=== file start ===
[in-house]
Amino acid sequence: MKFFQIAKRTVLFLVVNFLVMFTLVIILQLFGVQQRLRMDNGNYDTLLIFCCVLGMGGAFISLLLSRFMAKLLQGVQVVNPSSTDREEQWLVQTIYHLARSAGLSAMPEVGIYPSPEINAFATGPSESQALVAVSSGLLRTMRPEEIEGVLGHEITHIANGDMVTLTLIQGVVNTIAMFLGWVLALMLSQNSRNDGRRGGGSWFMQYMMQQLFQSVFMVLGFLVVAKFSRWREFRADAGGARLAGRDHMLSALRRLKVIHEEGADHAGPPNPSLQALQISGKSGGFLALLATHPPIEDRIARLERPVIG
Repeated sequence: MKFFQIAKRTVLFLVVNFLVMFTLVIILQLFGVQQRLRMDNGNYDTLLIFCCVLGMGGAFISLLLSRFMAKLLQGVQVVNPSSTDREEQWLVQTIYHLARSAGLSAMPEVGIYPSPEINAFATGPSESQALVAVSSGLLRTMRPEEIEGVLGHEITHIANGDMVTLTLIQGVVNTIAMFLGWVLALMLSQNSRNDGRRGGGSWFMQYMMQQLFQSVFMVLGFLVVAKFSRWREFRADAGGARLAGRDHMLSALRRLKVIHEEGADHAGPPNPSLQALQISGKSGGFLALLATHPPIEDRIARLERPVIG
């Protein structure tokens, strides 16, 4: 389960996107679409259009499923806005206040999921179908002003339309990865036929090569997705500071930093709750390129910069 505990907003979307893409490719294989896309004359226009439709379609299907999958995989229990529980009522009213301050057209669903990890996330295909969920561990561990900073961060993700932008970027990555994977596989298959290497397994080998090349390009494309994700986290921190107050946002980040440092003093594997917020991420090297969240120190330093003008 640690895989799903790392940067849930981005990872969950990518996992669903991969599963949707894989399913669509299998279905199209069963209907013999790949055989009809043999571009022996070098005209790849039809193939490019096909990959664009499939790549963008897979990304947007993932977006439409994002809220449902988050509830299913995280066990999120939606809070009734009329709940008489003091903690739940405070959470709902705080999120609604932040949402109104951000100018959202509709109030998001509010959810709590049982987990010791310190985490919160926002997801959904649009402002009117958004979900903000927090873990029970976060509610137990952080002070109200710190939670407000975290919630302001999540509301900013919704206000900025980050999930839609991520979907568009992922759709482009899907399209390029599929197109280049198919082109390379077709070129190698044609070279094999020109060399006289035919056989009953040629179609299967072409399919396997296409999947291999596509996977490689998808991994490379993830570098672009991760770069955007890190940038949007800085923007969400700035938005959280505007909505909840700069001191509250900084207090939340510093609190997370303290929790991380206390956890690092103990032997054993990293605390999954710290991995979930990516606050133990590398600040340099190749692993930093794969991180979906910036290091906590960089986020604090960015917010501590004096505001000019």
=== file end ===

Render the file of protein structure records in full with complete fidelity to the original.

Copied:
[in-house]
Amino acid sequence: MKFFQIAKRTVLFLVVNFLVMFTLVIILQLFGVQQRLRMDNGNYDTLLIFCCVLGMGGAFISLLLSRFMAKLLQGVQVVNPSSTDREEQWLVQTIYHLARSAGLSAMPEVGIYPSPEINAFATGPSESQALVAVSSGLLRTMRPEEIEGVLGHEITHIANGDMVTLTLIQGVVNTIAMFLGWVLALMLSQNSRNDGRRGGGSWFMQYMMQQLFQSVFMVLGFLVVAKFSRWREFRADAGGARLAGRDHMLSALRRLKVIHEEGADHAGPPNPSLQALQISGKSGGFLALLATHPPIEDRIARLERPVIG
Repeated sequence: MKFFQIAKRTVLFLVVNFLVMFTLVIILQLFGVQQRLRMDNGNYDTLLIFCCVLGMGGAFISLLLSRFMAKLLQGVQVVNPSSTDREEQWLVQTIYHLARSAGLSAMPEVGIYPSPEINAFATGPSESQALVAVSSGLLRTMRPEEIEGVLGHEITHIANGDMVTLTLIQGVVNTIAMFLGWVLALMLSQNSRNDGRRGGGSWFMQYMMQQLFQSVFMVLGFLVVAKFSRWREFRADAGGARLAGRDHMLSALRRLKVIHEEGADHAGPPNPSLQALQISGKSGGFLALLATHPPIEDRIARLERPVIG
């Protein structure tokens, strides 16, 4: 389960996107679409259009499923806005206040999921179908002003339309990865036929090569997705500071930093709750390129910069 505990907003979307893409490719294989896309004359226009439709379609299907999958995989229990529980009522009213301050057209669903990890996330295909969920561990561990900073961060993700932008970027990555994977596989298959290497397994080998090349390009494309994700986290921190107050946002980040440092003093594997917020991420090297969240120190330093003008 640690895989799903790392940067849930981005990872969950990518996992669903991969599963949707894989399913669509299998279905199209069963209907013999790949055989009809043999571009022996070098005209790849039809193939490019096909990959664009499939790549963008897979990304947007993932977006439409994002809220449902988050509830299913995280066990999120939606809070009734009329709940008489003091903690739940405070959470709902705080999120609604932040949402109104951000100018959202509709109030998001509010959810709590049982987990010791310190985490919160926002997801959904649009402002009117958004979900903000927090873990029970976060509610137990952080002070109200710190939670407000975290919630302001999540509301900013919704206000900025980050999930839609991520979907568009992922759709482009899907399209390029599929197109280049198919082109390379077709070129190698044609070279094999020109060399006289035919056989009953040629179609299967072409399919396997296409999947291999596509996977490689998808991994490379993830570098672009991760770069955007890190940038949007800085923007969400700035938005959280505007909505909840700069001191509250900084207090939340510093609190997370303290929790991380206390956890690092103990032997054993990293605390999954710290991995979930990516606050133990590398600040340099190749692993930093794969991180979906910036290091906590960089986020604090960015917010501590004096505001000019």